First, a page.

Last week, ICE announced that in the first 100 days of the Trump Administration arrests of undocumented immigrants increased by 38%. A key way the Trump Administration is running up its deportation numbers involves going after the undocumented immigrants who are easiest to find – those who have been checking in with ICE regularly for years under an exercise of prosecutorial discretion.
These “silent raids” target individuals on a one-by-one basis. Immigrants walk into ICE offices, and instead of being checked in and sent back out to live their lives as has happened for years, they are being detained and deported. Ironically, this strategy punishes people who are trying to do what the government has asked of them. Typically, they have been living in the country for a decade or more, have U.S. citizen children, and have nothing on their record that suggests they are dangerous. They are just regular immigrants who a previous administration thought should be put at the bottom of the deportation list, as long as they continued to check-in as required.
Cases of check-ins leading to deportation
An April Atlanta Journal-Constitution story from Jeremy Redmon, titled, “Check-ins with ICE Can Now Lead to Deportation for Immigrants,” picked up on this trend, noting:
In January, President Donald Trump issued an executive order broadly expanding the pool of people prioritized for deportation. The Republican’s get-tough approach drew widespread scrutiny a month later when deportation officers spread out across the nation and rounded up hundreds of unauthorized immigrants. But ICE has been employing another tactic that has drawn far less attention: Waiting for their targets to come to them.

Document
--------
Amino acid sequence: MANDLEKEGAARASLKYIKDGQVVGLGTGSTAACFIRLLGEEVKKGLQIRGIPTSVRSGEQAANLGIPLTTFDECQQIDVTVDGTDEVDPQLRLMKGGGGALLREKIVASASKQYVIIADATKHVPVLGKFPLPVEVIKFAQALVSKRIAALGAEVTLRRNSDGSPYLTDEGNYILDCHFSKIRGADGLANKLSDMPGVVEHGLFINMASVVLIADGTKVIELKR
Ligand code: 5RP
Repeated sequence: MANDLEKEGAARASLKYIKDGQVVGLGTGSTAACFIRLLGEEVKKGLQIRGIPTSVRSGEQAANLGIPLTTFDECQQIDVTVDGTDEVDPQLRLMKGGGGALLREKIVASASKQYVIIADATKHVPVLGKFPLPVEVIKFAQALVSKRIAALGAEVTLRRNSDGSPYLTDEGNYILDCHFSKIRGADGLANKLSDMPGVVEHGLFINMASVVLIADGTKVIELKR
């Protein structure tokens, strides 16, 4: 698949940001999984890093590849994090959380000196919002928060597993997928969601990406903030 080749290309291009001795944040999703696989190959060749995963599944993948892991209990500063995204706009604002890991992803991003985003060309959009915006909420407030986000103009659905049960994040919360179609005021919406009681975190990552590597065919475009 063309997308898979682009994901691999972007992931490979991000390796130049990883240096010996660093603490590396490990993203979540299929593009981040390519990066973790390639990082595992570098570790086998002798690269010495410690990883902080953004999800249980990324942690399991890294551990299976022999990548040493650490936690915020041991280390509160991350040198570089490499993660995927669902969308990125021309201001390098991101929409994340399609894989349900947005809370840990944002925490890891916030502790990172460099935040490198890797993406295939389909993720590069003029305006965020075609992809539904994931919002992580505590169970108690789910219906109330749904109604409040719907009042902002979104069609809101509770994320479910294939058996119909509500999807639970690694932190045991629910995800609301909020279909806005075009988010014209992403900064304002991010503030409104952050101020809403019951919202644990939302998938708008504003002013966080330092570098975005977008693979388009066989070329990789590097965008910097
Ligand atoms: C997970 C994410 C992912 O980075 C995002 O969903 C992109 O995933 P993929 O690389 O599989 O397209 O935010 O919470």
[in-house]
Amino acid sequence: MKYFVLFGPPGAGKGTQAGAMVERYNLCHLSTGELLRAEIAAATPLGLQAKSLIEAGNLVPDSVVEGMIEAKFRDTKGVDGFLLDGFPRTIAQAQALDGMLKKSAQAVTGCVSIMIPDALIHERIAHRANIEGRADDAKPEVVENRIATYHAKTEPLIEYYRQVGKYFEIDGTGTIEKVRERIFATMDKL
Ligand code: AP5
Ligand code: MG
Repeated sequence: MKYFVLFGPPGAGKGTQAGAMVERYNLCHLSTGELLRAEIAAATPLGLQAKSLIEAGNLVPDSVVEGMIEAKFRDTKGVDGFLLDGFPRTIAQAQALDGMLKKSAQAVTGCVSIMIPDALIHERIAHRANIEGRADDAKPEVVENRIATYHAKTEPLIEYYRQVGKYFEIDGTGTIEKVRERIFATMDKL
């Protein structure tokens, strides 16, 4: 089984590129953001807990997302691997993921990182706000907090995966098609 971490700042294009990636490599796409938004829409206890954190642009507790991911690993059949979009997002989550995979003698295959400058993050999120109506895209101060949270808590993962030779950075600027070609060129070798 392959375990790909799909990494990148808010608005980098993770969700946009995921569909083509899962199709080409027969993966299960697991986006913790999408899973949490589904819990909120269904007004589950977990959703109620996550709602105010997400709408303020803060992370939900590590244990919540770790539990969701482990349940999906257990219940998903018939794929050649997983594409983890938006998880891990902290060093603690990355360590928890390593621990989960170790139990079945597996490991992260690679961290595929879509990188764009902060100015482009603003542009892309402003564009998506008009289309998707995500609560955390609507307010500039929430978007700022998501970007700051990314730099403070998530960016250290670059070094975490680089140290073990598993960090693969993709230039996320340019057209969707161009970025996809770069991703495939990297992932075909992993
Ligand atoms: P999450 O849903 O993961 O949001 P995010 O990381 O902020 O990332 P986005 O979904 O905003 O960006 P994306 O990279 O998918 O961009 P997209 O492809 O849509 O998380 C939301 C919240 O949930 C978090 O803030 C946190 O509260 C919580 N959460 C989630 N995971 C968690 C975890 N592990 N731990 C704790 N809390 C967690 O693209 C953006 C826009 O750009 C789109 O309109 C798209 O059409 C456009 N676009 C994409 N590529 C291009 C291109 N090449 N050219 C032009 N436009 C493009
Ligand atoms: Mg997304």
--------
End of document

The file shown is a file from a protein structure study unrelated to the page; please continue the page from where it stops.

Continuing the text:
In South Florida, a Sun-Sentinel article titled, “Undocumented Immigrants Now Being Arrested During Scheduled Check-ins,” and Politico Florida’s Sergio Bustoshighlight how local activists are increasingly speaking out against “the Trump administration’s ‘silent raids’ to deport immigrants who appear for routine appointments with immigration officers.”
High profile cases, such as those of Guadalupe García de Rayos in Arizona and Roberto Beristain in Indiana, and additional examples from Arizona, California, Connecticut,Florida, Georgia, Michigan, New Jersey, North Carolina fit into the same pattern: formerly routine appointments at ICE offices are becoming the first step towards expulsion from the United States. Other examples, such as the tragic story of Ohio mother Maribel Trujillo-Diaz, show that detainment and eventual deportation for others have come shortly after an annual ICE check-in.
Frank Sharry: ICE check ins are silent raids
According to Frank Sharry, Executive Director of America’s Voice:
With few exceptions, ICE ‘check-ins’ are becoming ‘turn yourself in for deportation’ events. The Trump Administration doesn’t need to rely on raids when these ‘silent raids’ advance their goals of sowing fear among immigrants and deporting whoever they can get their hands on. Those showing up at ICE offices are typically ordinary and hardworking immigrants who were deemed low priority by ICE in the past. They have significant equities, have built families, and have work permits to live and stay in America. Now, they walk into ICE offices to comply with the rules and get put in detention and ripped away from their families and their lives.
DHS Secretary Kelly should come clean and admit that his much-touted focus on deporting ‘criminals’ is actually a quiet focus on deporting settled immigrants. This isn’t what the American people want. This is isn’t who we are. This is a slow-motion mass deportation strategy that is undermining families, communities, and the values and ideals we as Americans hold dear.